Directed by Gaspar Noe. France. 2002.

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Noeís rape and revenge drama is one of those strange beasts that demands admiration and yet is impossible to like. First impressions count, and the fire extinguisher to the face opening of Irreversible is just an irredeemable image. Itís the real-life equivalent of meeting someone for the first time and then piercing his or her eyes with a lamppost. And this wasnít even the scene that caused all the controversy either. That would be the one take, nine minute, anal rape scene. This movie would not make a good stocking filler.

The film chronicles the course of an evening where after a party, a woman is raped and subsequently her boyfriend and friend take revenge. Noe, however, is more concerned with the images inherent with this, rather than the actual chronology of events. The film is polarised with powerful scenes of hate and equally evocative scenes of love. Noe sets himself the impossible task of redeeming the earlier, ultra-violent images with genuinely tender and endearing visuals- this is a film with real cinematic purpose that is met with brave technique, something rarely witnessed on our screens today. Noe introduces the film with a chaotic camera that pumps with carnage, gradually resting the movement to a beautifully serene finale. It is perhaps a slightly contrived metaphor, although still one used with assured and meaningful purpose.

In striving to allow the visuals complete liberation from the hindrance of narrative, Noe reverses the events of the film so the end happens at the beginning and vice-versa. This somewhat artificial freedom permits Noe to evoke his desired effect, although it doesnít work as completely as the same technique did for Christopher Nolan in Memento. Mementoís plot depended intimately on the unusual structure of the film, where as Irreversibleís design is to escape conventional plot altogether and invite the audience respond to the film emotionally rather than with thought. As a result, for the most part, we are left with deeply affecting filmmaking, but consequently there is this residue of pretence that mars the film. Irreversible is essentially a sequence of nine shots, which serve the unflinching brutality of the film superbly. Aside from the bold reality that is born out of this, the style must be met with capable performances and Vincent Cassell and Monica Belucci demonstrate the command they have over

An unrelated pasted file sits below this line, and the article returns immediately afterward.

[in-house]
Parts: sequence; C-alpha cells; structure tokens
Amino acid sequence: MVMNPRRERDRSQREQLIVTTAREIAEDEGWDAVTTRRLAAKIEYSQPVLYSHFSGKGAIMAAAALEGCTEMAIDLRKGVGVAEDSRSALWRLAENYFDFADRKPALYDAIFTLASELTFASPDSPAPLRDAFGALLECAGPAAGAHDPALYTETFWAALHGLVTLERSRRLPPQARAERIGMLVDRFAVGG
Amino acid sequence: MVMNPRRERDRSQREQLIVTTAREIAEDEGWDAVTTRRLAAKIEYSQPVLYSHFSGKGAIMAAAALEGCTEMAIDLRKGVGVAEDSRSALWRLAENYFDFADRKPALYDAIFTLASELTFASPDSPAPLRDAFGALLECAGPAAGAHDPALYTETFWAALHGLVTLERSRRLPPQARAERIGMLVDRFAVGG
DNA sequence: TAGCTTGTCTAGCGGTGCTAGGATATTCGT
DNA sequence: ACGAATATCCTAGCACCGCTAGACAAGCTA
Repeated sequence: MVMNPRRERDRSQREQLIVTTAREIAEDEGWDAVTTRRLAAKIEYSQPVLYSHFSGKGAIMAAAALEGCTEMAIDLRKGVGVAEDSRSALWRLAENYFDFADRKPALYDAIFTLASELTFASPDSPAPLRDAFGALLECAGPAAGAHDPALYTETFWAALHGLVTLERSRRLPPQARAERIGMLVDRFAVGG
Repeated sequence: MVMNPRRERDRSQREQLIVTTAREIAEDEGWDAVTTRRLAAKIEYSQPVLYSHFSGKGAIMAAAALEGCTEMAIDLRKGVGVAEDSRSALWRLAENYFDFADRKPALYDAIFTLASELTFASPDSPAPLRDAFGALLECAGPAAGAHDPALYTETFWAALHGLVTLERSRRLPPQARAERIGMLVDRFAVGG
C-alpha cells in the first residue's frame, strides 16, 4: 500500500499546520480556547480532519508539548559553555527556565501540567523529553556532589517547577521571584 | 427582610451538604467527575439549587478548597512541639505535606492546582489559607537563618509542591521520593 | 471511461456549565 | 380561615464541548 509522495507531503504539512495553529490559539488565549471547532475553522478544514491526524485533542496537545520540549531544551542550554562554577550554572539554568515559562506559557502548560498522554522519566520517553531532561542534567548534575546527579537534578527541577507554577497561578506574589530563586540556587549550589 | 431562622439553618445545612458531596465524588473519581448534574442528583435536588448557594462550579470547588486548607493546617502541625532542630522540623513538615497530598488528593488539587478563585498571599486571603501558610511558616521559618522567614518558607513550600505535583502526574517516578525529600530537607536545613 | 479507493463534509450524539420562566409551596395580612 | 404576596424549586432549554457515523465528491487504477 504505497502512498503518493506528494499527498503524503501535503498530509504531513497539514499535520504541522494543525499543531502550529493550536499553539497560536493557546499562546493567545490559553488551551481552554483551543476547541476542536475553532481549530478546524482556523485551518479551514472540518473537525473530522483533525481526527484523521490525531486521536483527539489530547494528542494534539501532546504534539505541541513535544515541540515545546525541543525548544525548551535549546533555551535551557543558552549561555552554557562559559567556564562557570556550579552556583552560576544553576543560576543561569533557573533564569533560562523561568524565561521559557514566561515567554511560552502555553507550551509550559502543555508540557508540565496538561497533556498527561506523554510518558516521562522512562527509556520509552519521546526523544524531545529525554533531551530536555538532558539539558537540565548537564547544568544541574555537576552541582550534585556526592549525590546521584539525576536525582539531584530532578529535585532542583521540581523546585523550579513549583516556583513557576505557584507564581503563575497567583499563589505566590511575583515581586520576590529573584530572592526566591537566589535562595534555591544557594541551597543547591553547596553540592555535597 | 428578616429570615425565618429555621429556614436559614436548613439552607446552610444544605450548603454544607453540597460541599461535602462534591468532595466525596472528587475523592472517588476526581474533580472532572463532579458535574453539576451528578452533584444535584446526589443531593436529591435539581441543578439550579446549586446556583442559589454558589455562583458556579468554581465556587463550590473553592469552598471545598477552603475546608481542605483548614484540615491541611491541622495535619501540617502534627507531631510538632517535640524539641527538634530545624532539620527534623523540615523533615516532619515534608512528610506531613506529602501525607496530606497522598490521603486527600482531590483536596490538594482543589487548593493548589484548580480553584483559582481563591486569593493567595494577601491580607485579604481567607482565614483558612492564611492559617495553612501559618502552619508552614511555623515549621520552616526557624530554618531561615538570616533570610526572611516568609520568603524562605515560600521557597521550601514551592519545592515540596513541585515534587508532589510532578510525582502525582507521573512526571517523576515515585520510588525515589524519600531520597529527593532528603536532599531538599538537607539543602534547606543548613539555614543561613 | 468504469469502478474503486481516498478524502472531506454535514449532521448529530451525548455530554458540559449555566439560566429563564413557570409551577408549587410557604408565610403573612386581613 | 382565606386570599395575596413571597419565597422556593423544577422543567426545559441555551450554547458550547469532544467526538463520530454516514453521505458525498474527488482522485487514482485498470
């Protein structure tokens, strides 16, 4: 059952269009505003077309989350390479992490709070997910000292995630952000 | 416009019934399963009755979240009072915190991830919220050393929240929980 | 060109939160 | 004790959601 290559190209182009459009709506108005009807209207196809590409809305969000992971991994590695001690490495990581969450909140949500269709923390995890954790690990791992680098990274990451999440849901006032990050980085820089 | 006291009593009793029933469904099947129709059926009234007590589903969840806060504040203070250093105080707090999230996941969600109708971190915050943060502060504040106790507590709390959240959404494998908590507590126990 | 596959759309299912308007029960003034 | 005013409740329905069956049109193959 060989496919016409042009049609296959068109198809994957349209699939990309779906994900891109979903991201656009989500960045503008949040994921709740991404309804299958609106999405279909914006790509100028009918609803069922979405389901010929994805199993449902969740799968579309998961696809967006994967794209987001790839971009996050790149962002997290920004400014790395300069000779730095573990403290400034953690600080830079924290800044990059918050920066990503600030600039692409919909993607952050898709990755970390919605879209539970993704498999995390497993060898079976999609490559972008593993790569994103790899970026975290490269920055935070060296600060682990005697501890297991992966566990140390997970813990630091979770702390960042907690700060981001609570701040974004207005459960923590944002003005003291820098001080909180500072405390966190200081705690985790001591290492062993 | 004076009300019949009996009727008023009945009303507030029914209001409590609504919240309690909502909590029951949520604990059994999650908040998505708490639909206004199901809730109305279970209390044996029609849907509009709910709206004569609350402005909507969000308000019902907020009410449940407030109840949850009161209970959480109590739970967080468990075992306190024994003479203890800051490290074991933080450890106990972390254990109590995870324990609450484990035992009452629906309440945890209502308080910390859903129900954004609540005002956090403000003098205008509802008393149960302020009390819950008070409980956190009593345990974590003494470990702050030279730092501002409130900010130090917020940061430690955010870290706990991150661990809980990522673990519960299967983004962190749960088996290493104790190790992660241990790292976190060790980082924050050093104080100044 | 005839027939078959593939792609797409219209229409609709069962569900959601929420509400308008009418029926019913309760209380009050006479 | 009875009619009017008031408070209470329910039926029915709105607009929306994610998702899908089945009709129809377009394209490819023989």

their craft with ease. Both leads lend a humanity to the scenes that bestow this intensely emotional film with a heart.

Whilst remaining uncomfortable viewing at best, Irreversible is, if nothing else, a monstrous technical achievement in cinema that screams with passion.

Aaron Asadi
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